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Kernel Thread Creation - 3

In  the previous posts about kernel threads, the threads that we created exited by themselves and there was no need to call kthread_stop .
Let us look at an example where we will make the thread wait as long as kthread_stop is not called.

Once the job of the thread is done, if we want the thread to wait until kthread_stop is called, we need to make use of kthread_should_stop call. This function keep polling for kthread_stop and returns "TRUE" only when kthread_stop is called.
Hence in our example code we will change the state of the thread from "RUNNING" to "TASK_INTERRUPTIBLE" once our job is over and keep waiting in a loop as long as kthread_stop is not called.

The only difference will be the addition of the following code in the function that executes as the thread

set_current_state(TASK_INTERRUPTIBLE);
while (!kthread_should_stop())
{
   schedule();
   set_current_state(TASK_INTERRUPTIBLE);
}
set_current_state(TASK_RUNNING);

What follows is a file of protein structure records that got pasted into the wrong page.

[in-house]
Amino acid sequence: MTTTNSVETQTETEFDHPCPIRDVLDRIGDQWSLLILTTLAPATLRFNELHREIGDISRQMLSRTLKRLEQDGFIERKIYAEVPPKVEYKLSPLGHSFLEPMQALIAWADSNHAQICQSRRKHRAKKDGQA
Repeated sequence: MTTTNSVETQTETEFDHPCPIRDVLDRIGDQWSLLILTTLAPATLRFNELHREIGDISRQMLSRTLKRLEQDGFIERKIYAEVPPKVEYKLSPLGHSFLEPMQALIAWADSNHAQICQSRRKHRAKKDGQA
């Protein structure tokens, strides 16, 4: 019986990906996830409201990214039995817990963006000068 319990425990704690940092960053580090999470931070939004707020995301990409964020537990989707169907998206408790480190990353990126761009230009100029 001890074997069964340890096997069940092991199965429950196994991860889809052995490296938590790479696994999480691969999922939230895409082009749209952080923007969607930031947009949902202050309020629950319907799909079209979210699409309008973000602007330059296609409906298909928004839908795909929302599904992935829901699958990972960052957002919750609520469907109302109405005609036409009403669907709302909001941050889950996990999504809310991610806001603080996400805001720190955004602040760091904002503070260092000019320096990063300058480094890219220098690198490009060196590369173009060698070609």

The schedule is used to let the processor do some thing else while this thread waits for the call. But the kernel will schedule this thread again at some time, when the state of the thread will become "RUNNING". Thus before calling schedule again we change the state to TASK_INTERRUPTIBLE .
Hence the modified thread_fn function looks as follows , the rest of the code is same as in Kernel Threads -1

#################################################
int thread_fn() {

unsigned long j0,j1;
int delay = 60*HZ;
j0 = jiffies;
j1 = j0 + delay;

while (time_before(jiffies, j1))
        schedule();
printk(KERN_INFO "In thread1");


set_current_state(TASK_INTERRUPTIBLE);
while (!kthread_should_stop())
{
   schedule();
   set_current_state(TASK_INTERRUPTIBLE);
}
set_current_state(TASK_RUNNING);

return 0;
}


###################################################

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